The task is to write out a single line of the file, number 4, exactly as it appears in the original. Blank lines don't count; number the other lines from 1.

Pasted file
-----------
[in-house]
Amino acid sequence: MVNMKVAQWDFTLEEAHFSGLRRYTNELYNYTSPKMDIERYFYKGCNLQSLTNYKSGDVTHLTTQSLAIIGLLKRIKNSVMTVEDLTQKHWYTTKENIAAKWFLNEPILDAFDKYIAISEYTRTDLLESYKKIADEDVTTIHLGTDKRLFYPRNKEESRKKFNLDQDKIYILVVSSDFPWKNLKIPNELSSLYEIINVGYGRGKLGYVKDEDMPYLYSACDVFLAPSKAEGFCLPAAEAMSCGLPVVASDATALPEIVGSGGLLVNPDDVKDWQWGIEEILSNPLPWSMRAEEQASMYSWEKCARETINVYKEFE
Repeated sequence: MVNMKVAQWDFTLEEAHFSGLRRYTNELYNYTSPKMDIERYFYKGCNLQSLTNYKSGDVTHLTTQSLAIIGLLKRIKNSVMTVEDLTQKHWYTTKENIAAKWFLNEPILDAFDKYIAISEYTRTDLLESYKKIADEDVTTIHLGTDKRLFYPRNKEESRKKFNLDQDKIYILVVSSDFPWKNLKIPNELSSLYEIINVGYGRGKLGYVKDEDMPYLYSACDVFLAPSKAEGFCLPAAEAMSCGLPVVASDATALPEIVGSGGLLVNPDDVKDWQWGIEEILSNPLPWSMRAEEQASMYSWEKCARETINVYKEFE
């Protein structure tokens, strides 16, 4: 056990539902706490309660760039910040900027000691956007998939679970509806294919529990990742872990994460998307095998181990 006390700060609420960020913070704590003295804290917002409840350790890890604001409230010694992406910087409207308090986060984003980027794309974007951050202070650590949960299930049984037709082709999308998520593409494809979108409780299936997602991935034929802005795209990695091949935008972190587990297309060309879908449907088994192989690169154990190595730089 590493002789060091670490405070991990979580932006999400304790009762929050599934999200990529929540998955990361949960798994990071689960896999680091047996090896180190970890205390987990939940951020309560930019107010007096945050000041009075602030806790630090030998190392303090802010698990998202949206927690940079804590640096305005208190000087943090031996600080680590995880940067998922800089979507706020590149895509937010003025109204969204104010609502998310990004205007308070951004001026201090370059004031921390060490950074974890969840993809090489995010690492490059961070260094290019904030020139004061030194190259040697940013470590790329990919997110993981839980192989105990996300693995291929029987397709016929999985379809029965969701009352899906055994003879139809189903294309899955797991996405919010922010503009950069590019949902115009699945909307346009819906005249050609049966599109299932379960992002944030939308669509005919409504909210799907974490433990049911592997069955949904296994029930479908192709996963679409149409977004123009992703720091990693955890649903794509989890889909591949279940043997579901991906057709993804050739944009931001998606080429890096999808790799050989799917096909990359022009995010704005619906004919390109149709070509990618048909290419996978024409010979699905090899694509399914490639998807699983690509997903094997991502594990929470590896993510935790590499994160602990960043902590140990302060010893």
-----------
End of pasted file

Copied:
């Protein structure tokens, strides 16, 4: 056990539902706490309660760039910040900027000691956007998939679970509806294919529990990742872990994460998307095998181990 006390700060609420960020913070704590003295804290917002409840350790890890604001409230010694992406910087409207308090986060984003980027794309974007951050202070650590949960299930049984037709082709999308998520593409494809979108409780299936997602991935034929802005795209990695091949935008972190587990297309060309879908449907088994192989690169154990190595730089 590493002789060091670490405070991990979580932006999400304790009762929050599934999200990529929540998955990361949960798994990071689960896999680091047996090896180190970890205390987990939940951020309560930019107010007096945050000041009075602030806790630090030998190392303090802010698990998202949206927690940079804590640096305005208190000087943090031996600080680590995880940067998922800089979507706020590149895509937010003025109204969204104010609502998310990004205007308070951004001026201090370059004031921390060490950074974890969840993809090489995010690492490059961070260094290019904030020139004061030194190259040697940013470590790329990919997110993981839980192989105990996300693995291929029987397709016929999985379809029965969701009352899906055994003879139809189903294309899955797991996405919010922010503009950069590019949902115009699945909307346009819906005249050609049966599109299932379960992002944030939308669509005919409504909210799907974490433990049911592997069955949904296994029930479908192709996963679409149409977004123009992703720091990693955890649903794509989890889909591949279940043997579901991906057709993804050739944009931001998606080429890096999808790799050989799917096909990359022009995010704005619906004919390109149709070509990618048909290419996978024409010979699905090899694509399914490639998807699983690509997903094997991502594990929470590896993510935790590499994160602990960043902590140990302060010893």